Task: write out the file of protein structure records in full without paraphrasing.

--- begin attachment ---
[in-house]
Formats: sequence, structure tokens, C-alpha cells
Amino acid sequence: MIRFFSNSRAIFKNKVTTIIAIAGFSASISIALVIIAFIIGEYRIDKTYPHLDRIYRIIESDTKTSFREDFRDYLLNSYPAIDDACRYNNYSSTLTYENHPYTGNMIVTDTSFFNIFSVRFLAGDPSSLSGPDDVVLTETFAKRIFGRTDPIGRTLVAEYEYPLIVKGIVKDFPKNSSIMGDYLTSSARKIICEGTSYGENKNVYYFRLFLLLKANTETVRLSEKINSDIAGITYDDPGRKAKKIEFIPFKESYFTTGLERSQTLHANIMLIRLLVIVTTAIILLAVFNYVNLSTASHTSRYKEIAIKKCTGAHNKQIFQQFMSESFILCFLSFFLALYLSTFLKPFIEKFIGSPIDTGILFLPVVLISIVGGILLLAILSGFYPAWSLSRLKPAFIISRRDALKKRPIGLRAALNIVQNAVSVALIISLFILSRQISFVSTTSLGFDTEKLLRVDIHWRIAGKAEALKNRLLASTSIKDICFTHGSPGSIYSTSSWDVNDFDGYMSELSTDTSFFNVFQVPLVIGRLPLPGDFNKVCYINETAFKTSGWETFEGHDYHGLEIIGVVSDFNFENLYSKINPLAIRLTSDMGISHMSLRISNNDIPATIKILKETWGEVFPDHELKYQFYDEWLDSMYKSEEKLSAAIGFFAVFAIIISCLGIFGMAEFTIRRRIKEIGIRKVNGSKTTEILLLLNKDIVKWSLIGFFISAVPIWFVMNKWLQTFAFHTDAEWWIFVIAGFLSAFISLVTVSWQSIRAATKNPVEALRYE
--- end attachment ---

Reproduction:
[in-house]
Formats: sequence, structure tokens, C-alpha cells
Amino acid sequence: MIRFFSNSRAIFKNKVTTIIAIAGFSASISIALVIIAFIIGEYRIDKTYPHLDRIYRIIESDTKTSFREDFRDYLLNSYPAIDDACRYNNYSSTLTYENHPYTGNMIVTDTSFFNIFSVRFLAGDPSSLSGPDDVVLTETFAKRIFGRTDPIGRTLVAEYEYPLIVKGIVKDFPKNSSIMGDYLTSSARKIICEGTSYGENKNVYYFRLFLLLKANTETVRLSEKINSDIAGITYDDPGRKAKKIEFIPFKESYFTTGLERSQTLHANIMLIRLLVIVTTAIILLAVFNYVNLSTASHTSRYKEIAIKKCTGAHNKQIFQQFMSESFILCFLSFFLALYLSTFLKPFIEKFIGSPIDTGILFLPVVLISIVGGILLLAILSGFYPAWSLSRLKPAFIISRRDALKKRPIGLRAALNIVQNAVSVALIISLFILSRQISFVSTTSLGFDTEKLLRVDIHWRIAGKAEALKNRLLASTSIKDICFTHGSPGSIYSTSSWDVNDFDGYMSELSTDTSFFNVFQVPLVIGRLPLPGDFNKVCYINETAFKTSGWETFEGHDYHGLEIIGVVSDFNFENLYSKINPLAIRLTSDMGISHMSLRISNNDIPATIKILKETWGEVFPDHELKYQFYDEWLDSMYKSEEKLSAAIGFFAVFAIIISCLGIFGMAEFTIRRRIKEIGIRKVNGSKTTEILLLLNKDIVKWSLIGFFISAVPIWFVMNKWLQTFAFHTDAEWWIFVIAGFLSAFISLVTVSWQSIRAATKNPVEALRYE